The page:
Ubik also references Plato’s idea of Forms, great universals that define the essence of all matter. When the world begins to seemingly regress in time and all objects in it (such as television sets, refrigerators and automobiles) become that time period’s version of that object, Chip remarks that each is coming closer to barest, simplest Form.

Possible influence on other works
Though the connection (if any) is unknown, some specific elements in Ubik have appeared in subsequent motion pictures. The frozen starship captain in John Carpenter's Dark Star is in a similar state to half-life, as is the hero of Cameron Crowe's Vanilla Sky and its Spanish original, Abre Los Ojos (Open Your Eyes). Further films show a similar confusion between reality and dreams, again caused by an unreliable narrative viewpoint. --http://en.wikipedia.org/wiki/Ubik [May 2006]

See also: science fiction literature - 1969 - unreliable narrator - reality - dream

2006, May 16; 19:05 ::: Arnold Bennett (1867-1931)

Arnold Bennett was a successful English playwright, novelist and journalist. Being influenced by the French novelist, Émile Zola (1840-1902), like his friends, H. G. Wells and John Galsworthy, Bennett was styled as a "naturalistic novelist" (persons are creatures of their own environment). These writers were attacked by the "modernists," like Virginia Woolf. In 1903, Bennett moved to Paris (married a Frenchwoman) and lived there for some years. --http://www.blupete.com/Literature/Biographies/Literary/Bennett.htm [May 2006]

Enoch Arnold Bennett (May 27, 1867-March 27, 1931) was a British novelist.

Critically, Bennett has not always had an easy ride. His output was prodigious and, by his own admission, based on maximising his income rather than from creative necessity.

As Bennett put it:

"Am I to sit still and see other fellows pocketing two guineas apiece for stories which I can do better myself? Not me. If anyone imagines my sole aim is art for art’s sake, they are cruelly deceived."

Contemporary critics (Virginia Woolf in particular) perceived weaknesses in his work, which they partly attributed to this factor. This may have been unfair - did critics search for weakness on the assumption that writing for financial gain must give rise to it? Did they attribute a genuine weakness in Bennett's work to an unrelated factor? Or were they making an unbiased and valid point? It must also be recognised that Bennett represented the "old guard" in literary terms. His style was traditional rather than modern, which made him an obvious target for those challenging literary conventions.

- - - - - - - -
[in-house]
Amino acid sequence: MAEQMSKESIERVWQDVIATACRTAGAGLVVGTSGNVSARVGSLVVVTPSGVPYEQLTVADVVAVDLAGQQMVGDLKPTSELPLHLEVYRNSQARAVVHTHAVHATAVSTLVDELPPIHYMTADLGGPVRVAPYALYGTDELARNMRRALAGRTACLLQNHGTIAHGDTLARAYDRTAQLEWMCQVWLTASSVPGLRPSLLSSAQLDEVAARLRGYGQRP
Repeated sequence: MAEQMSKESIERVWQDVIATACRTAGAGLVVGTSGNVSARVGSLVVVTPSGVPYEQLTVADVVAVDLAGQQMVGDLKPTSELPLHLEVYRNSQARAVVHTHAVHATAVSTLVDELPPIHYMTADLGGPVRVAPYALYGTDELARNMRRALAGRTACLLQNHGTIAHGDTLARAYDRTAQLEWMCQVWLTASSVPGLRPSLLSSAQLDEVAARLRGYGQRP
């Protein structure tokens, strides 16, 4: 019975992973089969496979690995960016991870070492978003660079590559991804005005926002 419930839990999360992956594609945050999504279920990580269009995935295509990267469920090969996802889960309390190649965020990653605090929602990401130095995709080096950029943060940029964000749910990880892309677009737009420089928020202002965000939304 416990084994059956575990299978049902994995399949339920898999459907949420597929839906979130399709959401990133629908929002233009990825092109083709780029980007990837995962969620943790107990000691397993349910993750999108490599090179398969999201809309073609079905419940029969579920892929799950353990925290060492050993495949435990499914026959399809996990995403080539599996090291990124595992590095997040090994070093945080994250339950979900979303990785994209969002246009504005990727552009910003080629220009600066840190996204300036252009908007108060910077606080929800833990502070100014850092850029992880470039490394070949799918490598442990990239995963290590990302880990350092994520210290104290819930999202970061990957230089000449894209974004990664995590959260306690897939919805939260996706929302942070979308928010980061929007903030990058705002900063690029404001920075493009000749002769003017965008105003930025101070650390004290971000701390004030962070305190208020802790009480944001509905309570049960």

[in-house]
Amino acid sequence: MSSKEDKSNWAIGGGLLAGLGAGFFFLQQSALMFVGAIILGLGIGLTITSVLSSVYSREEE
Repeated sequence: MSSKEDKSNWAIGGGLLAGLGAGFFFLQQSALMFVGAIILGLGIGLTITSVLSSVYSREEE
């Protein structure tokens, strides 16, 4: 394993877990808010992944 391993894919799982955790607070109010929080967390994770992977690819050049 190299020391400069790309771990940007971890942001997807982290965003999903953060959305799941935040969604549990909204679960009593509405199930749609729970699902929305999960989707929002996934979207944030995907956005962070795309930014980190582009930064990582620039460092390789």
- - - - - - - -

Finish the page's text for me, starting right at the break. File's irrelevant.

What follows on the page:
His reputation, for much of the 20th Century, was tainted by this perception, and it was not until the 1990s that a more positive view of his work became widely accepted. --http://en.wikipedia.org/wiki/Arnold_Bennett [May 2006]

Interestingly, Arnold Bennett achieved what Gramsci advised writers of intellectual capacity to do: write stories to elevate the of the literature that the masses were reading. [May 2006]

See also: Arnold Bennett - naturalism (literature) - British literature - modernist literature

2006, May 16; 19:05 ::: In 1877, John Ruskin accused James Whistler

In 1877, John Ruskin accused James Whistler of 'flinging a pot of paint in the public's face'. Jonathan Jones on the first truly modern row about modern art.

There are two histories of modern art, and two founders. The serious one begins in Paris in the mid-19th century, and its hero is Edouard Manet. But there is another, much less salubrious history of modern art, one that begins with a stand-up public row in which no one comes off well - and is perhaps more pertinent to the condition of art today.

This row took place in a courtroom in London in November 1878. Its hero, or antihero, is James Abbott McNeill Whistler. It was the second most infamous libel trial of the 19th century - and perhaps if Oscar Wilde had remembered its consequences, he might have stepped back from his own disaster. Whistler sued the great art critic John Ruskin, author of Modern Painters and The Stones of Venice, over a review that dismissed him as a fraud.


It was not modernity and tradition that faced each other in the courtroom in 1878, but two versions of modern art. We might almost say that Ruskin represented high modernism, and Whistler stood up as the first in a tradition of "low modernism" that runs through Duchamp and Dali to the present day. --Jonathan Jones, The Guardian, Thursday June 26, 2003 http://www.guardian.co.uk/arts/features/story/0,11710,985090,00.html [May 2006]

See also: 1877 - modern art - John Ruskin - James Whistler